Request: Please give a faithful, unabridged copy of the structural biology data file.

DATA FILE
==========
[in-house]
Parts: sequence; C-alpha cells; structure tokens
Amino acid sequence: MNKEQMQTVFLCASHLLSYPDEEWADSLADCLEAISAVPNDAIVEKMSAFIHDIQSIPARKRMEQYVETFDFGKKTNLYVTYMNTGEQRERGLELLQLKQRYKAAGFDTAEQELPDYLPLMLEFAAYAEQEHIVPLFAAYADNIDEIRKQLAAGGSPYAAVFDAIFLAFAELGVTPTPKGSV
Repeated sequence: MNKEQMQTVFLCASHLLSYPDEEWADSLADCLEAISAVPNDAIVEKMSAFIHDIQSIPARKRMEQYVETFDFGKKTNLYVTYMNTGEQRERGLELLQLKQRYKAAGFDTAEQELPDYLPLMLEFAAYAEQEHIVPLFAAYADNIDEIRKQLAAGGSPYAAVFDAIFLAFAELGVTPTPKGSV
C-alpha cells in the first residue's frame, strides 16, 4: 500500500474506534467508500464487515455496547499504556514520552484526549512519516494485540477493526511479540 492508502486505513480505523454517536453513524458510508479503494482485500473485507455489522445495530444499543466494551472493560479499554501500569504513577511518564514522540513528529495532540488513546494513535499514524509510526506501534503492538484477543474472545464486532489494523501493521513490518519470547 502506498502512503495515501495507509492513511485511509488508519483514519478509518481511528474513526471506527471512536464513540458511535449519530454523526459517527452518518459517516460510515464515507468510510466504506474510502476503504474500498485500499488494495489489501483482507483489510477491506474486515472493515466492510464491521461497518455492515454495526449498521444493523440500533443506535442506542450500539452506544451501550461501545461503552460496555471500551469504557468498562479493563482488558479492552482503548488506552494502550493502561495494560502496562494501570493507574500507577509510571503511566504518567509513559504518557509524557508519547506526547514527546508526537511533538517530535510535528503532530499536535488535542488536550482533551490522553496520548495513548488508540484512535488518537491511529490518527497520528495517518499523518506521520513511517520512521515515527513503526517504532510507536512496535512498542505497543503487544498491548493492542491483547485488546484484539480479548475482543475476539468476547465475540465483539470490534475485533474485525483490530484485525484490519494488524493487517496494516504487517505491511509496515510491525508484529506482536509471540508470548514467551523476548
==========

[in-house]
Parts: sequence; C-alpha cells; structure tokens
Amino acid sequence: MNKEQMQTVFLCASHLLSYPDEEWADSLADCLEAISAVPNDAIVEKMSAFIHDIQSIPARKRMEQYVETFDFGKKTNLYVTYMNTGEQRERGLELLQLKQRYKAAGFDTAEQELPDYLPLMLEFAAYAEQEHIVPLFAAYADNIDEIRKQLAAGGSPYAAVFDAIFLAFAELGVTPTPKGSV
Repeated sequence: MNKEQMQTVFLCASHLLSYPDEEWADSLADCLEAISAVPNDAIVEKMSAFIHDIQSIPARKRMEQYVETFDFGKKTNLYVTYMNTGEQRERGLELLQLKQRYKAAGFDTAEQELPDYLPLMLEFAAYAEQEHIVPLFAAYADNIDEIRKQLAAGGSPYAAVFDAIFLAFAELGVTPTPKGSV
C-alpha cells in the first residue's frame, strides 16, 4: 500500500474506534467508500464487515455496547499504556514520552484526549512519516494485540477493526511479540 492508502486505513480505523454517536453513524458510508479503494482485500473485507455489522445495530444499543466494551472493560479499554501500569504513577511518564514522540513528529495532540488513546494513535499514524509510526506501534503492538484477543474472545464486532489494523501493521513490518519470547 502506498502512503495515501495507509492513511485511509488508519483514519478509518481511528474513526471506527471512536464513540458511535449519530454523526459517527452518518459517516460510515464515507468510510466504506474510502476503504474500498485500499488494495489489501483482507483489510477491506474486515472493515466492510464491521461497518455492515454495526449498521444493523440500533443506535442506542450500539452506544451501550461501545461503552460496555471500551469504557468498562479493563482488558479492552482503548488506552494502550493502561495494560502496562494501570493507574500507577509510571503511566504518567509513559504518557509524557508519547506526547514527546508526537511533538517530535510535528503532530499536535488535542488536550482533551490522553496520548495513548488508540484512535488518537491511529490518527497520528495517518499523518506521520513511517520512521515515527513503526517504532510507536512496535512498542505497543503487544498491548493492542491483547485488546484484539480479548475482543475476539468476547465475540465483539470490534475485533474485525483490530484485525484490519494488524493487517496494516504487517505491511509496515510491525508484529506482536509471540508470548514467551523476548